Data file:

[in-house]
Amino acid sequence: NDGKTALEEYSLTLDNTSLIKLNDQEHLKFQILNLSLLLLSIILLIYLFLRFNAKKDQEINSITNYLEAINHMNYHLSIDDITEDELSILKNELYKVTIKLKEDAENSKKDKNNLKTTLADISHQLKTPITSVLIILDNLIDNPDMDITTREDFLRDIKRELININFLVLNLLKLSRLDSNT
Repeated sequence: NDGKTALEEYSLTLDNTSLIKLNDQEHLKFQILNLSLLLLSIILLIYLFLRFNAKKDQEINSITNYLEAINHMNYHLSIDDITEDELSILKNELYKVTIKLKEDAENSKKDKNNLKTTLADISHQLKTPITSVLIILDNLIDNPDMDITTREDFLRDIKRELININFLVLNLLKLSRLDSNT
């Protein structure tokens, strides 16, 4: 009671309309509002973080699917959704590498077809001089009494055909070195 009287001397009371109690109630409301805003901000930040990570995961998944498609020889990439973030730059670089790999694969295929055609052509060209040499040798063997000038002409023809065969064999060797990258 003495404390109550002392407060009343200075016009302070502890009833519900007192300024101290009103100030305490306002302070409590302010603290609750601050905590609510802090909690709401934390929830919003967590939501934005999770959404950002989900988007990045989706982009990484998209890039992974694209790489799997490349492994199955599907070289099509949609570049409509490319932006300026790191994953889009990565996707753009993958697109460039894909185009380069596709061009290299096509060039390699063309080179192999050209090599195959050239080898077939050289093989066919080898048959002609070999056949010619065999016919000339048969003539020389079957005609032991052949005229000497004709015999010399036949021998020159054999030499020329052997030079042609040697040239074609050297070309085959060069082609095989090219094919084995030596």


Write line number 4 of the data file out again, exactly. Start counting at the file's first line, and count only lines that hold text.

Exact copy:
């Protein structure tokens, strides 16, 4: 009671309309509002973080699917959704590498077809001089009494055909070195 009287001397009371109690109630409301805003901000930040990570995961998944498609020889990439973030730059670089790999694969295929055609052509060209040499040798063997000038002409023809065969064999060797990258 003495404390109550002392407060009343200075016009302070502890009833519900007192300024101290009103100030305490306002302070409590302010603290609750601050905590609510802090909690709401934390929830919003967590939501934005999770959404950002989900988007990045989706982009990484998209890039992974694209790489799997490349492994199955599907070289099509949609570049409509490319932006300026790191994953889009990565996707753009993958697109460039894909185009380069596709061009290299096509060039390699063309080179192999050209090599195959050239080898077939050289093989066919080898048959002609070999056949010619065999016919000339048969003539020389079957005609032991052949005229000497004709015999010399036949021998020159054999030499020329052997030079042609040697040239074609050297070309085959060069082609095989090219094919084995030596």